Photo by John F. Russell
Performers Lee Smith-Gibbons, left, and Ryan Richards run through a scene for the 2008 Picnic Theater Festival, which will be held in Spring Creek Park this weekend.
Steamboat Springs There was a time when going to the theater meant going to eat and drink and talk to your neighbor, and maybe watch a play. Stuart Handloff would like to bring Steamboat Springs back to that time.
Reviving his Great American Laughing Stock Co. for three weeks in July, Handloff has organized a three-play community theater festival. The atmosphere will be relaxed and family friendly, and, most important, it will be outdoors.
"It's getting theater out of the box - there's no venues, but even if there were, I would still want to get out in the open," Handloff said. The festival fulfills Handloff's community requirement for his graduate directing program at the New Zealand National Drama School. It also fulfills some of the needs of the local performing arts community, he said.
"I've been involved in community theater here since 1972, and I've seen it ebb and flow. And I think it's on the crest of a wave," Handloff said. Handloff invited six actors from the New Zealand school to spend two months in Steamboat rehearsing and performing, and he said having them here will provide an element of cultural exchange. He hopes the festival will become an annual event and eventually will draw local interest and talent.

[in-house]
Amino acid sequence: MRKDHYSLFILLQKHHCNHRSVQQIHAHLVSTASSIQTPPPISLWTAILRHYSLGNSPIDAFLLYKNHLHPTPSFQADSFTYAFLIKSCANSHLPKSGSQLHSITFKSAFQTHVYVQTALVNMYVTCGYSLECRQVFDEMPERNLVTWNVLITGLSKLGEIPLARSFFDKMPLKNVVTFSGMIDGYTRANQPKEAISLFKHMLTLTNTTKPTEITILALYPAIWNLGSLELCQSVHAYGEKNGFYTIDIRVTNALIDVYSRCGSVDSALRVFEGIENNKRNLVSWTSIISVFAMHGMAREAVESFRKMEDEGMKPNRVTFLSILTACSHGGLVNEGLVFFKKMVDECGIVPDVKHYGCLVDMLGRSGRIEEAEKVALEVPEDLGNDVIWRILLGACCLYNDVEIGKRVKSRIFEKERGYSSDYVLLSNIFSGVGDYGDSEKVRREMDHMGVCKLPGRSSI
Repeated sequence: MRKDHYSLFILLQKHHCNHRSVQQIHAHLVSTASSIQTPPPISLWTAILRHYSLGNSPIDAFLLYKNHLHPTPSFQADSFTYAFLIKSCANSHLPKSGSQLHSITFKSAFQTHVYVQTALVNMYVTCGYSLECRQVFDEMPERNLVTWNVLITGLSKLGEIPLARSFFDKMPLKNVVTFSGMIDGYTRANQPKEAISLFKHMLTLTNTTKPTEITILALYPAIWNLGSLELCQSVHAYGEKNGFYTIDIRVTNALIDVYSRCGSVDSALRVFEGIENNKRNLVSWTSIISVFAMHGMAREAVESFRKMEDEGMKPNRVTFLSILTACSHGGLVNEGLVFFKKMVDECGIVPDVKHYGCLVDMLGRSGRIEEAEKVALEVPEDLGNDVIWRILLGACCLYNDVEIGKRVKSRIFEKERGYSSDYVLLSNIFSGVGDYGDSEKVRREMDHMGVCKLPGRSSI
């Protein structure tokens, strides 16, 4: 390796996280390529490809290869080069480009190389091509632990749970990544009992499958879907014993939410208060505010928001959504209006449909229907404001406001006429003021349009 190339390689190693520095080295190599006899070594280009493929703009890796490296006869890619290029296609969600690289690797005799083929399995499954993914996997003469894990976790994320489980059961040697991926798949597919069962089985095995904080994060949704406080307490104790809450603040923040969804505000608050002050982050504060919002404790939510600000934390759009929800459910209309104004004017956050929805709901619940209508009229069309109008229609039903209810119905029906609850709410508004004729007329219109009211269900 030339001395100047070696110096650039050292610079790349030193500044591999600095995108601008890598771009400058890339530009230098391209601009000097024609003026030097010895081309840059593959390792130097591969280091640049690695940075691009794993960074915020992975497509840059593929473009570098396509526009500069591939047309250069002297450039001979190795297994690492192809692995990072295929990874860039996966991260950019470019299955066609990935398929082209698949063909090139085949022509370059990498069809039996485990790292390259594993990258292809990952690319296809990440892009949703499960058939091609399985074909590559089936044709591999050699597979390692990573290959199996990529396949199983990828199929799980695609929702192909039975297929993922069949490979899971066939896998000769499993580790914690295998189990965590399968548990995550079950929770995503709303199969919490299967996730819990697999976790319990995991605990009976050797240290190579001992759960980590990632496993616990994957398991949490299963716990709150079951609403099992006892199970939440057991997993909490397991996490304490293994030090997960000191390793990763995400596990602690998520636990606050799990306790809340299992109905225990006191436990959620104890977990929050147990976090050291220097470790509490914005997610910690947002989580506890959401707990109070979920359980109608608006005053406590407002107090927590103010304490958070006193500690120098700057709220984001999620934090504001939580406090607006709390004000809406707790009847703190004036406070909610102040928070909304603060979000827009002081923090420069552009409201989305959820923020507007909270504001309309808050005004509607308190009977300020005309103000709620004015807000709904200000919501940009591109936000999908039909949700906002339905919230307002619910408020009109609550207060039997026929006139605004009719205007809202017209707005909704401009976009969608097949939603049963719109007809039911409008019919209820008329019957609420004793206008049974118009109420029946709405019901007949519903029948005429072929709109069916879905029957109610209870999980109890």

"He's using them to sort of send this project off, and hopefully as it builds the locals will be a part of it as it grows," festival actress Amy Pottinger said. The festival will run a weekly cycle of three plays: a musical comedy version of "The Three Musketeers," a collage of Shakespearean scenes, and "Skung Poomery," a children's theater piece.
"Certainly, there is a cultural exchange element, and there's a local community theater enhancement element," Handloff said. "I think we worked to do something that is kind of a family-oriented experience."
Being outdoors, there are plenty of outside elements - weather, dogs, noise, trees, rivers - that present unusual challenges, and Handloff hopes he has planned for most of them. The theater company will have bug spray on hand at the performances, and it has a rainout plan that includes weekend afternoon and Monday evening performances. Handloff has arranged parking at Steamboat Springs High School, and the acting company will entertain audience members on the walk up.
"I think what we're trying to do is to create a different kind of theater experience that is different to Colorado in general," actor Ryan Richards said.